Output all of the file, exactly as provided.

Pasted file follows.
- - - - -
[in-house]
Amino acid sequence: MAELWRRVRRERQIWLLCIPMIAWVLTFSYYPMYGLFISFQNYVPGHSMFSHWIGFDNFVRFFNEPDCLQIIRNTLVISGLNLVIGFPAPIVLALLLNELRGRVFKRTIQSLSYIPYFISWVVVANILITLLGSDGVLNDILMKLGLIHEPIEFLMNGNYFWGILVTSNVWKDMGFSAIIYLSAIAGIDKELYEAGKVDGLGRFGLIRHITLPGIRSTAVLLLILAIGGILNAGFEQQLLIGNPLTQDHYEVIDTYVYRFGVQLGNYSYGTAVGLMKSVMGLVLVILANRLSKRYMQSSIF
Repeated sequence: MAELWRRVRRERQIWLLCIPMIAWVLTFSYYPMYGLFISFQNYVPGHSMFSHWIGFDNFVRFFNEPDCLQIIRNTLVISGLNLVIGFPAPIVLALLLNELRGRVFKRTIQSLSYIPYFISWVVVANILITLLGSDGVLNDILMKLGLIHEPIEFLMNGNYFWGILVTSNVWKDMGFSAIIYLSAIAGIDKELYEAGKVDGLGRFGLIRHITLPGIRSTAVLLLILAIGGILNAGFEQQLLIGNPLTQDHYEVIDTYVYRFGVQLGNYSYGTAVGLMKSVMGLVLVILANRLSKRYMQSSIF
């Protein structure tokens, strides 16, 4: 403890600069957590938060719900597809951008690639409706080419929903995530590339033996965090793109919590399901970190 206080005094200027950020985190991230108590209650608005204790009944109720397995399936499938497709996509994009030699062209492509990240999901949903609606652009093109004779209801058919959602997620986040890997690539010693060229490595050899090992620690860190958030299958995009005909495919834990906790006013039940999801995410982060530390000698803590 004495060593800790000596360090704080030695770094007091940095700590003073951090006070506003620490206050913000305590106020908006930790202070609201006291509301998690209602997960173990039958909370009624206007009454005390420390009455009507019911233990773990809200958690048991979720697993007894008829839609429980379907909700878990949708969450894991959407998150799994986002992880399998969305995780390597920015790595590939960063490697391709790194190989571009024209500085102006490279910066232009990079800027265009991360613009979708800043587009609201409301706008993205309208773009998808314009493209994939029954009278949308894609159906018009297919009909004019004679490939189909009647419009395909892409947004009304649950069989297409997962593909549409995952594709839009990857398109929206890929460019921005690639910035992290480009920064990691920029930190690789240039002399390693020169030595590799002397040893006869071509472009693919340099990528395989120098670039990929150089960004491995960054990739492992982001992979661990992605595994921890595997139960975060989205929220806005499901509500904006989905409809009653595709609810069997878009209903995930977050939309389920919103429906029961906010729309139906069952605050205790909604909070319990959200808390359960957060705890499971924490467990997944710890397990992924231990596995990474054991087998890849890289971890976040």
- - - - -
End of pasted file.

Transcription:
[in-house]
Amino acid sequence: MAELWRRVRRERQIWLLCIPMIAWVLTFSYYPMYGLFISFQNYVPGHSMFSHWIGFDNFVRFFNEPDCLQIIRNTLVISGLNLVIGFPAPIVLALLLNELRGRVFKRTIQSLSYIPYFISWVVVANILITLLGSDGVLNDILMKLGLIHEPIEFLMNGNYFWGILVTSNVWKDMGFSAIIYLSAIAGIDKELYEAGKVDGLGRFGLIRHITLPGIRSTAVLLLILAIGGILNAGFEQQLLIGNPLTQDHYEVIDTYVYRFGVQLGNYSYGTAVGLMKSVMGLVLVILANRLSKRYMQSSIF
Repeated sequence: MAELWRRVRRERQIWLLCIPMIAWVLTFSYYPMYGLFISFQNYVPGHSMFSHWIGFDNFVRFFNEPDCLQIIRNTLVISGLNLVIGFPAPIVLALLLNELRGRVFKRTIQSLSYIPYFISWVVVANILITLLGSDGVLNDILMKLGLIHEPIEFLMNGNYFWGILVTSNVWKDMGFSAIIYLSAIAGIDKELYEAGKVDGLGRFGLIRHITLPGIRSTAVLLLILAIGGILNAGFEQQLLIGNPLTQDHYEVIDTYVYRFGVQLGNYSYGTAVGLMKSVMGLVLVILANRLSKRYMQSSIF
């Protein structure tokens, strides 16, 4: 403890600069957590938060719900597809951008690639409706080419929903995530590339033996965090793109919590399901970190 206080005094200027950020985190991230108590209650608005204790009944109720397995399936499938497709996509994009030699062209492509990240999901949903609606652009093109004779209801058919959602997620986040890997690539010693060229490595050899090992620690860190958030299958995009005909495919834990906790006013039940999801995410982060530390000698803590 004495060593800790000596360090704080030695770094007091940095700590003073951090006070506003620490206050913000305590106020908006930790202070609201006291509301998690209602997960173990039958909370009624206007009454005390420390009455009507019911233990773990809200958690048991979720697993007894008829839609429980379907909700878990949708969450894991959407998150799994986002992880399998969305995780390597920015790595590939960063490697391709790194190989571009024209500085102006490279910066232009990079800027265009991360613009979708800043587009609201409301706008993205309208773009998808314009493209994939029954009278949308894609159906018009297919009909004019004679490939189909009647419009395909892409947004009304649950069989297409997962593909549409995952594709839009990857398109929206890929460019921005690639910035992290480009920064990691920029930190690789240039002399390693020169030595590799002397040893006869071509472009693919340099990528395989120098670039990929150089960004491995960054990739492992982001992979661990992605595994921890595997139960975060989205929220806005499901509500904006989905409809009653595709609810069997878009209903995930977050939309389920919103429906029961906010729309139906069952605050205790909604909070319990959200808390359960957060705890499971924490467990997944710890397990992924231990596995990474054991087998890849890289971890976040």